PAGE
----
It is one of the oldest, safest, and most effective therapies for hard-to-treat conditions like pain and infertility. Many find that they prefer it to pharmaceutical medication. Why do people prefer this therapy over prescription drugs? For good reason: With this treatment, patients typically only experience positive side effects.
What on earth are we talking about? Why, acupuncture, of course!
Here is a routine example of what we mean by positive side effects: A woman might come in to the clinic for acupuncture facial rejuvenation. As her face looks more youthful and radiant, she also realizes that her headaches and hot flashes are gone, she is no longer anxious nor depressed, she is sleeping more deeply at night, and she has significantly more energy and clarity. This is possible because acupuncture is a whole-system medicine that treats the entire, inter-connected person.
What is Acupuncture & Oriental Medicine (AOM)?
Oriental medicine is an umbrella label for the medical theory and associated natural modalities that originated thousands of years ago in East Asia and have truly stood the test of time. Today, it is more politically correct to refer to Oriental medicine as East Asian medicine. The AOM profession is moving towards fully replacing the word “Oriental” with “East Asian” in all of its degrees and professional organizations.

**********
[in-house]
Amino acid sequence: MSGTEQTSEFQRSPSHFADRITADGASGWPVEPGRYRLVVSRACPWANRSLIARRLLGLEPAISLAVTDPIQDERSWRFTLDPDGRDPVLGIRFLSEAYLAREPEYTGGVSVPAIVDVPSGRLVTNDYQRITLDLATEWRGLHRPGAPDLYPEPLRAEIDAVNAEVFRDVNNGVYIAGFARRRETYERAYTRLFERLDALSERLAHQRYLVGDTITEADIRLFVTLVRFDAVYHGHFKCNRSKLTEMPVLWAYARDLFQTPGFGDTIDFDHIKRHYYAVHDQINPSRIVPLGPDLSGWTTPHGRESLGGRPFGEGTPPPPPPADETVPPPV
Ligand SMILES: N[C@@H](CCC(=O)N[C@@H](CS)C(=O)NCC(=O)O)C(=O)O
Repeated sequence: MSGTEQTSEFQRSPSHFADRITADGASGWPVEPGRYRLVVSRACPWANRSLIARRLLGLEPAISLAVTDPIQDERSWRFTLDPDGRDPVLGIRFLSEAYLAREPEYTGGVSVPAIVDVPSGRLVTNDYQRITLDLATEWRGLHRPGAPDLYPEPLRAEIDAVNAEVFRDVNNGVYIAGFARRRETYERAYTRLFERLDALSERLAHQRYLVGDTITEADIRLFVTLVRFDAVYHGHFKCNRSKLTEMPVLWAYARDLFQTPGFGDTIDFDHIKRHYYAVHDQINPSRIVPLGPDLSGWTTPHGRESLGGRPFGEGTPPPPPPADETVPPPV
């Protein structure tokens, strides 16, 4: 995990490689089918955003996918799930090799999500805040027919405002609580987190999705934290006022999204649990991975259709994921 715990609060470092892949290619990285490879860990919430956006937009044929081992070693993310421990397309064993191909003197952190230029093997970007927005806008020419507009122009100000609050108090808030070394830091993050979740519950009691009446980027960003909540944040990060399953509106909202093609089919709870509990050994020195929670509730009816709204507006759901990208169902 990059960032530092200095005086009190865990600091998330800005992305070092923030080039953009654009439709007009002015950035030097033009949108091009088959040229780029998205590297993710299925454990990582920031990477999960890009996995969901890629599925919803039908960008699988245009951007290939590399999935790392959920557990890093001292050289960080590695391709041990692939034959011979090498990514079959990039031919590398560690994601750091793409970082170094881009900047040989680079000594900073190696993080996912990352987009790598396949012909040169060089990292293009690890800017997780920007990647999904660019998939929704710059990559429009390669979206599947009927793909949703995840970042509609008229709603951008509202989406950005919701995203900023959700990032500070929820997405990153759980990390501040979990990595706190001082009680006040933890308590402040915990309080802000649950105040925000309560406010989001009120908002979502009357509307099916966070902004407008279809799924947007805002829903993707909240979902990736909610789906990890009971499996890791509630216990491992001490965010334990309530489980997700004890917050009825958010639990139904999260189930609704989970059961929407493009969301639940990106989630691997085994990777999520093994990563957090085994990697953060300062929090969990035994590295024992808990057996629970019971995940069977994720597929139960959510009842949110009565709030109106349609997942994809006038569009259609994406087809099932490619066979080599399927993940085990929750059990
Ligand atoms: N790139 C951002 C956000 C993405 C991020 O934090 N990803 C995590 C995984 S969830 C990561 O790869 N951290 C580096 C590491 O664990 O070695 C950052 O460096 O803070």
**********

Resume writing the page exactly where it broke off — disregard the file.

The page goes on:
East Asian medicine includes the majority of non-conventional treatment modalities often referred to as Complementary and Alternative Medicine (CAM). In addition to acupuncture, East Asian medicine theory drives the practice of acupressure, massage (Tuina, Shiatsu, and Thai), East Asian nutrition and dietetics, East Asian herbal formulism, Qi Gong, Tai Ji, meditation, yoga, reiki, and other energy healing techniques.
Acupuncture is a whole-person treatment system within East Asian medicine. There are many types and styles of acupuncture, including Traditional Chinese Medicine (TCM), Five Element (Worsleyan) Acupuncture, Japanese Meridian Therapy, French and Korean style acupuncture, Classical acupuncture, and others. Each style is unique with its own interpretation and applications of the classical theories, diagnostic tools, and medical instruments of Oriental medicine.